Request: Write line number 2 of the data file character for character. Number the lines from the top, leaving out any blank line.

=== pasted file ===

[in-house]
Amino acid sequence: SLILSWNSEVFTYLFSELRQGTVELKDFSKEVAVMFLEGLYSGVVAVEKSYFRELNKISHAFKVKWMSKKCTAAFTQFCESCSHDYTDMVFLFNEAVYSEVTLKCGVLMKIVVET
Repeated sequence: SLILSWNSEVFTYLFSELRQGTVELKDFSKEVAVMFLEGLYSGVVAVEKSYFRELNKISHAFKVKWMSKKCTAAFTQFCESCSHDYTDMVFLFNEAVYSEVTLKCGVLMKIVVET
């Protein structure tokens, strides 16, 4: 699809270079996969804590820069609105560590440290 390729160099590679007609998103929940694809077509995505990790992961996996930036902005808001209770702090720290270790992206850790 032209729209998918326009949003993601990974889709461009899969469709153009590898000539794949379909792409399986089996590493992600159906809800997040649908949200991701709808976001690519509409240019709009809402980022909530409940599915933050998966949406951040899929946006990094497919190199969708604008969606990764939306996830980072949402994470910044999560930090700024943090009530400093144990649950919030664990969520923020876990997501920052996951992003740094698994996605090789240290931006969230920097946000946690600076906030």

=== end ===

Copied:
Amino acid sequence: SLILSWNSEVFTYLFSELRQGTVELKDFSKEVAVMFLEGLYSGVVAVEKSYFRELNKISHAFKVKWMSKKCTAAFTQFCESCSHDYTDMVFLFNEAVYSEVTLKCGVLMKIVVET